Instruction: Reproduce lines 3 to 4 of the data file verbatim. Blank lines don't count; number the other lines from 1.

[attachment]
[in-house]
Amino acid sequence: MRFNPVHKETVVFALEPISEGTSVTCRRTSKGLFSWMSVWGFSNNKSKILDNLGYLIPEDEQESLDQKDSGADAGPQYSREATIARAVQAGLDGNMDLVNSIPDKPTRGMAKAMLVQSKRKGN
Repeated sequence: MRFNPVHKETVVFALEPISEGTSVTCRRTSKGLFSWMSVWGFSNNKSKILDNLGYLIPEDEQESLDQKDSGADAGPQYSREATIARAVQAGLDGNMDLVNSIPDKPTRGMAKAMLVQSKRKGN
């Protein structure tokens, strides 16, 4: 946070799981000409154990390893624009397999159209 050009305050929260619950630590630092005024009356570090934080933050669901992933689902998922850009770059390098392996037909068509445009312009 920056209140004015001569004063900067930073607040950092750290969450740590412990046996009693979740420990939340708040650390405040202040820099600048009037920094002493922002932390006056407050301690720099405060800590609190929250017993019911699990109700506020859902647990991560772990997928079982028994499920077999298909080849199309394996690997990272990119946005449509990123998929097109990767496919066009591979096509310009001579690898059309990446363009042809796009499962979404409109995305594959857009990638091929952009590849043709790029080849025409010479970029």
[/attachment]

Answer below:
Repeated sequence: MRFNPVHKETVVFALEPISEGTSVTCRRTSKGLFSWMSVWGFSNNKSKILDNLGYLIPEDEQESLDQKDSGADAGPQYSREATIARAVQAGLDGNMDLVNSIPDKPTRGMAKAMLVQSKRKGN
């Protein structure tokens, strides 16, 4: 946070799981000409154990390893624009397999159209 050009305050929260619950630590630092005024009356570090934080933050669901992933689902998922850009770059390098392996037909068509445009312009 920056209140004015001569004063900067930073607040950092750290969450740590412990046996009693979740420990939340708040650390405040202040820099600048009037920094002493922002932390006056407050301690720099405060800590609190929250017993019911699990109700506020859902647990991560772990997928079982028994499920077999298909080849199309394996690997990272990119946005449509990123998929097109990767496919066009591979096509310009001579690898059309990446363009042809796009499962979404409109995305594959857009990638091929952009590849043709790029080849025409010479970029």